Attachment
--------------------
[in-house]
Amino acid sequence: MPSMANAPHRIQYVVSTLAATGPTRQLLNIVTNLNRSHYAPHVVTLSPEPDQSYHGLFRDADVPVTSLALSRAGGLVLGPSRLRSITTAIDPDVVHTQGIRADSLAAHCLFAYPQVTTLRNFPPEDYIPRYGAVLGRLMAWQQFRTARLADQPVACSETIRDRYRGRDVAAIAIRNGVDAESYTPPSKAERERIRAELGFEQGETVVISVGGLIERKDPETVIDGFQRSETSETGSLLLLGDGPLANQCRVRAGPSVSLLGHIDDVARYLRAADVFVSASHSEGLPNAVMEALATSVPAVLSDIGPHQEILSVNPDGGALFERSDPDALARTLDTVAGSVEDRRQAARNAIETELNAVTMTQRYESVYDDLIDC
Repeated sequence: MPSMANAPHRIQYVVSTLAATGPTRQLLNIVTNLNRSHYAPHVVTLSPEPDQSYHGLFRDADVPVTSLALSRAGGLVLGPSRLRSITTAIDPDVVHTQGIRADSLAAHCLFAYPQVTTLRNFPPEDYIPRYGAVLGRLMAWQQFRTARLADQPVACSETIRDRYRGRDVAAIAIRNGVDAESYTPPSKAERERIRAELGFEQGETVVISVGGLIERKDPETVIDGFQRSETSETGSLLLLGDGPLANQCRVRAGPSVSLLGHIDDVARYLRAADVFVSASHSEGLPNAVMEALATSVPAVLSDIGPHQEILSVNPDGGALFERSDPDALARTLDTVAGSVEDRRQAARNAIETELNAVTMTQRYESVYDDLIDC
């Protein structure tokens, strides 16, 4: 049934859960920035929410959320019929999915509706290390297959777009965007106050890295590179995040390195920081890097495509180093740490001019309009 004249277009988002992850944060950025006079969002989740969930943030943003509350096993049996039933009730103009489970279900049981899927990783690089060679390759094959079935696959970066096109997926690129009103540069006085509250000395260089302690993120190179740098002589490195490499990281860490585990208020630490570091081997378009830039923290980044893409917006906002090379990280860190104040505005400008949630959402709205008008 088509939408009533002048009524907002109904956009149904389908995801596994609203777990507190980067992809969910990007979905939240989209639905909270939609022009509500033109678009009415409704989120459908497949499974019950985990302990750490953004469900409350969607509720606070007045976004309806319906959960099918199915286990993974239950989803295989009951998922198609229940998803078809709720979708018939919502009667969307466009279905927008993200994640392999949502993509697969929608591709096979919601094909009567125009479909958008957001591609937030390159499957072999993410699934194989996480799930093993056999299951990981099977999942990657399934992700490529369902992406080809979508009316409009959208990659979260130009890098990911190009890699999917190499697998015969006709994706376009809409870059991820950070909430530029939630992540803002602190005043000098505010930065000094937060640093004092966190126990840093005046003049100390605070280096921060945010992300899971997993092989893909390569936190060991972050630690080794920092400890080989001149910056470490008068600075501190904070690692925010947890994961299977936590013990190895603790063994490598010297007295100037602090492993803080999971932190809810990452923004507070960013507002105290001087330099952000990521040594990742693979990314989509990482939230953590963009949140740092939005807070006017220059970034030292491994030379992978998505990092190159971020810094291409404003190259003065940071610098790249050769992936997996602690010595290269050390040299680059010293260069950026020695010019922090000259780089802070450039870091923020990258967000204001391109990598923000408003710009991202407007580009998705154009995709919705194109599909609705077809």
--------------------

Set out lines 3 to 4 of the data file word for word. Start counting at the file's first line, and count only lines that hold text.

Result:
Repeated sequence: MPSMANAPHRIQYVVSTLAATGPTRQLLNIVTNLNRSHYAPHVVTLSPEPDQSYHGLFRDADVPVTSLALSRAGGLVLGPSRLRSITTAIDPDVVHTQGIRADSLAAHCLFAYPQVTTLRNFPPEDYIPRYGAVLGRLMAWQQFRTARLADQPVACSETIRDRYRGRDVAAIAIRNGVDAESYTPPSKAERERIRAELGFEQGETVVISVGGLIERKDPETVIDGFQRSETSETGSLLLLGDGPLANQCRVRAGPSVSLLGHIDDVARYLRAADVFVSASHSEGLPNAVMEALATSVPAVLSDIGPHQEILSVNPDGGALFERSDPDALARTLDTVAGSVEDRRQAARNAIETELNAVTMTQRYESVYDDLIDC
């Protein structure tokens, strides 16, 4: 049934859960920035929410959320019929999915509706290390297959777009965007106050890295590179995040390195920081890097495509180093740490001019309009 004249277009988002992850944060950025006079969002989740969930943030943003509350096993049996039933009730103009489970279900049981899927990783690089060679390759094959079935696959970066096109997926690129009103540069006085509250000395260089302690993120190179740098002589490195490499990281860490585990208020630490570091081997378009830039923290980044893409917006906002090379990280860190104040505005400008949630959402709205008008 088509939408009533002048009524907002109904956009149904389908995801596994609203777990507190980067992809969910990007979905939240989209639905909270939609022009509500033109678009009415409704989120459908497949499974019950985990302990750490953004469900409350969607509720606070007045976004309806319906959960099918199915286990993974239950989803295989009951998922198609229940998803078809709720979708018939919502009667969307466009279905927008993200994640392999949502993509697969929608591709096979919601094909009567125009479909958008957001591609937030390159499957072999993410699934194989996480799930093993056999299951990981099977999942990657399934992700490529369902992406080809979508009316409009959208990659979260130009890098990911190009890699999917190499697998015969006709994706376009809409870059991820950070909430530029939630992540803002602190005043000098505010930065000094937060640093004092966190126990840093005046003049100390605070280096921060945010992300899971997993092989893909390569936190060991972050630690080794920092400890080989001149910056470490008068600075501190904070690692925010947890994961299977936590013990190895603790063994490598010297007295100037602090492993803080999971932190809810990452923004507070960013507002105290001087330099952000990521040594990742693979990314989509990482939230953590963009949140740092939005807070006017220059970034030292491994030379992978998505990092190159971020810094291409404003190259003065940071610098790249050769992936997996602690010595290269050390040299680059010293260069950026020695010019922090000259780089802070450039870091923020990258967000204001391109990598923000408003710009991202407007580009998705154009995709919705194109599909609705077809």